Wednesday, 27 November 2013

Questions (100, 101, 103, 104, 105, 106)

Bernard Durkan

Question:

100. Deputy Bernard J. Durkan asked the Minister for Jobs, Enterprise and Innovation the extent to which the manufacturing sector continues to create employment; the extent to which efforts continue to be made to ensure the retention of the maximum number of manufacturing jobs throughout the country; and if he will make a statement on the matter. [51088/13]

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Bernard Durkan

Question:

101. Deputy Bernard J. Durkan asked the Minister for Jobs, Enterprise and Innovation the extent if any to which the number of jobs created in the services sectors as compared with manufacturing have been recorded in each of the past five years to date; the future prospects in this regard; and if he will make a statement on the matter. [51089/13]

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Bernard Durkan

Question:

103. Deputy Bernard J. Durkan asked the Minister for Jobs, Enterprise and Innovation the total number of jobs created or lost in the manufacturing, service or IT sectors in each of the past five years to date; the extent to which trends have been identified over this period; and if he will make a statement on the matter. [51091/13]

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Bernard Durkan

Question:

104. Deputy Bernard J. Durkan asked the Minister for Jobs, Enterprise and Innovation the extent to which emphasis is being placed on job creation in the manufacturing sectors over the past five years to date; the extent to which areas of high unemployment/social/economic deprivation are specifically targeted in this regard; and if he will make a statement on the matter. [51092/13]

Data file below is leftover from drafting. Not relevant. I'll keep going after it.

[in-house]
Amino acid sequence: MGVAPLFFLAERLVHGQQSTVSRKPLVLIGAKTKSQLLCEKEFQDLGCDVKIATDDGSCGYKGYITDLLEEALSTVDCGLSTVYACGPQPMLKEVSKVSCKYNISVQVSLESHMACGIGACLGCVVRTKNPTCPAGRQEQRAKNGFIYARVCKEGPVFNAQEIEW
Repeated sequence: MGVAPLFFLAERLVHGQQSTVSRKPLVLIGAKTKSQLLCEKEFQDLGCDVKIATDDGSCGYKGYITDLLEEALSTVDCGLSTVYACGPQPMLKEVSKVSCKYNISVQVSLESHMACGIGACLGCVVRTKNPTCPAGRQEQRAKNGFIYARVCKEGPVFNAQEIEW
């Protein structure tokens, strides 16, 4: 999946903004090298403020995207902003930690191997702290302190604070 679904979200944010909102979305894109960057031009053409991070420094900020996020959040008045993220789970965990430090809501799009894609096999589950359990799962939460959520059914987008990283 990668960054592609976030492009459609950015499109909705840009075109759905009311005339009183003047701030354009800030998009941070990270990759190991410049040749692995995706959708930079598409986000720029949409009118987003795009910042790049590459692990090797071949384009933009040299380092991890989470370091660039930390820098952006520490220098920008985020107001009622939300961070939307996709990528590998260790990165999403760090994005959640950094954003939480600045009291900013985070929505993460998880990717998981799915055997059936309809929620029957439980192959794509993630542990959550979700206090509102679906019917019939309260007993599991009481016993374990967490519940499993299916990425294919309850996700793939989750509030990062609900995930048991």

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Bernard Durkan

Question:

105. Deputy Bernard J. Durkan asked the Minister for Jobs, Enterprise and Innovation the extent to which this country remains competitive in attracting investment and job creation in the manufacturing and service sectors; and if he will make a statement on the matter. [51093/13]

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Bernard Durkan

Question:

106. Deputy Bernard J. Durkan asked the Minister for Jobs, Enterprise and Innovation the extent to which his Department continues to identify areas where manufacturing or service jobs might be threatened by relocation of specific enterprises to low wage economies affecting either this jurisdiction or Europe as a whole; and if he will make a statement on the matter. [51094/13]

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Written answers (Question to Jobs)

I propose to take Questions Nos. 100, 101 and 103 to 106, inclusive, together.

Despite the significant job losses in manufacturing up to 2010, there are now 205,700 people directly employed in the sector in Ireland, and a similar number of people employed indirectly: the total supported within the sector is therefore just over 400,000. Last year, in order to build on the potential for this sector I asked Forfás to undertake an analysis of Manufacturing in Ireland and the resultant Strategy, which I launched earlier this year, sets a comprehensive suite of recommendations to develop the sector, which are now being progressed. The Strategy identifies that an additional 20,000 jobs can be created in Manufacturing by 2016. The tide is already turning, as in the years 2011 and 2012 there was a net increase of 3,700 jobs in the Manufacturing sector. Some of the other more detailed statistics requested by the Deputy are not readily available.